Raquel Pichardo-Allison looks at how the integration of BlackRock and Barclays Global Investors' international transition management teams is proceeding
BlackRock’s international transition management team is in transition, but the new co-heads say they’ve made progress in bringing two previous rivals – BlackRock and Barclays Global Investors – together.
The new team is being led by managing directors Peter Walker, previously head of transition management at BlackRock; and Lachlan French previously European head of transition management at Barclays Global Investors.
Both have said similar cultures at the firms has made bringing the two teams together a smooth process, but the integration is far from complete, and industry watchers are taking a wait and see approach to how two transition management powerhouses come together.
The industry is just waiting to see how these two very able individuals will work together given the co-head structure will sometimes work and sometimes not
“The core bedrock of an experienced team, established infrastructure, and buy-side model was very much there. And then it was a case of picking out the best bits of each organisation,” said French.
BlackRock completed it’s acquisition of Barclays Global Investors on December 1 and in doing so, brought together two companies with seemingly diverging businesses. BlackRock is considered one of the fixed income oligarchs in the US and is known globally for its risk management solutions, while BGI is well respected as an indexed equity behemoth.
In the transition management world, the extent of the split was similar with BlackRock mainly managing transitions for external clients, and BGI managing transition for internal transfers of assets, with a portion of its business used for external clients.
French and Walker said there was less overlap on the client level between the two businesses than expected.
Walker said: “Looking at the sort of mandates we were asked to execute, the reality was that we were asked to do a lot of equity to equity transitions, or active to active transitions plus multi-asset transitions including fixed income.”
French added: “We have a lot of clients that have asset allocation mandates tied in with passive mandates, other multi-asset class transitions, LDI-type activities, and a strong focus on fixed income.”
One consultant argued that despite overlap between the product offerings of the two firms, their differing client base is mainly a result of their individual strengths. As a result, the firms will have to work harder to maintain the same level of success they enjoyed before, the consultant said.
“BGI wasn’t just equity... It wasn’t that BlackRock was pitching to fixed income clients and BGI was pitching to a particular client. They were pitching to both clients. Their pitch rates will have to be much higher to keep the same level of business,” said the consultant, who declined to be named.
Business for both teams has been strong over the past year. The transaction volume for the combined firms, ex-US, jumped nearly 30% from US$249.2bn in 2008 to $323.8bn in 2009.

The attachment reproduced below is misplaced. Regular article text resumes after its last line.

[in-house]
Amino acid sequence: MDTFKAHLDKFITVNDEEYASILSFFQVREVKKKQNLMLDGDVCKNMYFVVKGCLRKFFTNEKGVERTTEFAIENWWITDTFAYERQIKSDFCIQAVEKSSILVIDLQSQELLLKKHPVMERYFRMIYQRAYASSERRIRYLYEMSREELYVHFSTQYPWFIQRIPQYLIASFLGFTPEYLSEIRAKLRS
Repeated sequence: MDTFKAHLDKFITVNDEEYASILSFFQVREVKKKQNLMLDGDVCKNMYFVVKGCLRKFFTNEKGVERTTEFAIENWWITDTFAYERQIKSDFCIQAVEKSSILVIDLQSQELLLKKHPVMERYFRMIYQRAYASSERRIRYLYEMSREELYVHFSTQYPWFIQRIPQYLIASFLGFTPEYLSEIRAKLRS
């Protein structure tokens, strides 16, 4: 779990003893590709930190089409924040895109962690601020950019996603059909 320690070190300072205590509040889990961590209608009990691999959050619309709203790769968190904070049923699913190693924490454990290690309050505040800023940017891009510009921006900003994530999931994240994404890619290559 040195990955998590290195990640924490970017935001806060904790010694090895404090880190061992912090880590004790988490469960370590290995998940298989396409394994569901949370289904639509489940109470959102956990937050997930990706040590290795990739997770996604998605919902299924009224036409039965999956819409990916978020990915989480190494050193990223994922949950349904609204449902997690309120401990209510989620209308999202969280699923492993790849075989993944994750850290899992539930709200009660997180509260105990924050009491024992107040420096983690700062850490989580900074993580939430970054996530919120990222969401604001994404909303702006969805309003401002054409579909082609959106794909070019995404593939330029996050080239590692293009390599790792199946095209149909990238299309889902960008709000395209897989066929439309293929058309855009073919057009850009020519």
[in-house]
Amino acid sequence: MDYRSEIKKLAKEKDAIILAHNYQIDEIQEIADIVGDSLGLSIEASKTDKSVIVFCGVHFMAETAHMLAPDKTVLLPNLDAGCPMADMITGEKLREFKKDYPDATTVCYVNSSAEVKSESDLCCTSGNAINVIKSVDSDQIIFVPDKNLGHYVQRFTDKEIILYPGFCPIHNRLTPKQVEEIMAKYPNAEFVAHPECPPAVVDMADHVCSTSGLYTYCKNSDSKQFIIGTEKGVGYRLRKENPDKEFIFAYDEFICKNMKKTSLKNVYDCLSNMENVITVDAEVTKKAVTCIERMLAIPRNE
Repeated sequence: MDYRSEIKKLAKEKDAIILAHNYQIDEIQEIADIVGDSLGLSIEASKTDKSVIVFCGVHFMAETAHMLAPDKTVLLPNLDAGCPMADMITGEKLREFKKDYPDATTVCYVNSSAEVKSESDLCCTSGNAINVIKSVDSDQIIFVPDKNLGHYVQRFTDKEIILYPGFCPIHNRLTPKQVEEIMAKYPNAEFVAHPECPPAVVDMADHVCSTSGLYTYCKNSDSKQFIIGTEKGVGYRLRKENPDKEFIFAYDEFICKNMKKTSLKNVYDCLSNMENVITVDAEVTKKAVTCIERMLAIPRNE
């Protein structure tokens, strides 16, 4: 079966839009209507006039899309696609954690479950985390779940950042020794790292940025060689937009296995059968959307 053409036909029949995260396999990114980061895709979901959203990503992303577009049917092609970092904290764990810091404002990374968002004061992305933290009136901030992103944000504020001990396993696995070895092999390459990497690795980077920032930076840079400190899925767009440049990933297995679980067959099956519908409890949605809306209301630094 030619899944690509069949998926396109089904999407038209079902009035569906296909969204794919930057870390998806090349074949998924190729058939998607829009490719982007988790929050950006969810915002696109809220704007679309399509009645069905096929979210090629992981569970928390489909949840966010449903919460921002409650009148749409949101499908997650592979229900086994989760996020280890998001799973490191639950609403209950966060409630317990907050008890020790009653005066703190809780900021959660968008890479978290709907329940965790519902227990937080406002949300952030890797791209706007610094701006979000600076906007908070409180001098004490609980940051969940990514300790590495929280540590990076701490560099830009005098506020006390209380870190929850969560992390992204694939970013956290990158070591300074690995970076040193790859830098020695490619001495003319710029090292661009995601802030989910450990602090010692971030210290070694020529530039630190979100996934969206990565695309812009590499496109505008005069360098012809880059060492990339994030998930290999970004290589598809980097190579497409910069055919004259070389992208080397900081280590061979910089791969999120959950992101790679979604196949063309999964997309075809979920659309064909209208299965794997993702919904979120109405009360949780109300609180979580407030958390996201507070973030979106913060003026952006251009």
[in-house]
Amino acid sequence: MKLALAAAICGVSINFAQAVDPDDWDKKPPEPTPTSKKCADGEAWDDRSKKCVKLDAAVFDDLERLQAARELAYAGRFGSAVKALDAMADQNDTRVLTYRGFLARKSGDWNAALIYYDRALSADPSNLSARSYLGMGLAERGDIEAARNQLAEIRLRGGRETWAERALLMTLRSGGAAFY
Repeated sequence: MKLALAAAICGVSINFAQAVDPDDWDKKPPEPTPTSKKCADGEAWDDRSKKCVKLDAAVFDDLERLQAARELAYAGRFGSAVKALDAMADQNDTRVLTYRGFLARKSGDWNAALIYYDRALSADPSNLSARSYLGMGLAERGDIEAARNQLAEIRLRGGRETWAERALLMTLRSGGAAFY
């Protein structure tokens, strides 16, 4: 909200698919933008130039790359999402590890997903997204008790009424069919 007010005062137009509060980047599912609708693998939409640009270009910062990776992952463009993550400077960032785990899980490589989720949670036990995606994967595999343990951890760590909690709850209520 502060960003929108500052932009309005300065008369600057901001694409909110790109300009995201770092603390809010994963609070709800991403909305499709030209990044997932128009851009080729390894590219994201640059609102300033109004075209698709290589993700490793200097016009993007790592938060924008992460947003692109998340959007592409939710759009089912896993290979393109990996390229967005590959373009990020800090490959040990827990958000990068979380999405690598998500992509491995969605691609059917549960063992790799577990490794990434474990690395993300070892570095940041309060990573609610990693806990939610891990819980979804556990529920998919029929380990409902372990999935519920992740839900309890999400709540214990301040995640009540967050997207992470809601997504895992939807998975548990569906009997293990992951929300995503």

French and Walker expect that to continue. French said: “We’ve had a period of increasing diversification.” The duo expects much of the growth in the long term to come from Asian investors and Middle Eastern sovereign wealth funds increasing their use of transition managers.
But industry watchers wait and see how the ultimate team will come together.
Sources familiar with the two firms said they were concerned about the existence of co-heads.
One source, who declined to be named said: “The industry is just waiting to see how these two very able individuals will work together given the co-head structure will sometimes work and sometimes not.”
Walker said he and French are firming up individual roles. He said: “We’ve had to work very closely together and our activities have been very joined up. Having now completed the integration process we will split responsibilities by functions and regions. Within the 36 people, we have also developed a structure for managing transitions and maintaining the highest level of client service.”
The new 36-person strong team also continues to grow, they said.
Separately, officials at the firm have spent the last two months pitching their new trading platform, developed using two differing trading systems, to clients and consultants.
Walker said they have put together a combination of Aladdin, BlackRock’s platform, and BGI’s legacy platform. For now, all their positions sit within the Aladdin system.
Walker said: “There are very good capabilities in the legacy BGI world for trade order creation, approach to trading research, and calibrating and organising trading strategy. There are some very good risk tools within the BlackRock Aladdin platform that we’re using to model multi-asset class risk. We wanted something that was new to put together for clients, and we wanted a new pre-trade that we could go to market with.”
One consultant believes the combined firm has the potential to be stronger than its parts.
Mercer Sentinel Group European director Ben Gunnee said: “In terms of BlackRock, they’ve put together two teams; two teams that did things differently and looked at the world in slightly different ways. The expectation is to take the best of both and put them together.”
Gunnee said there could be efficiency gains, “if they do it right”.
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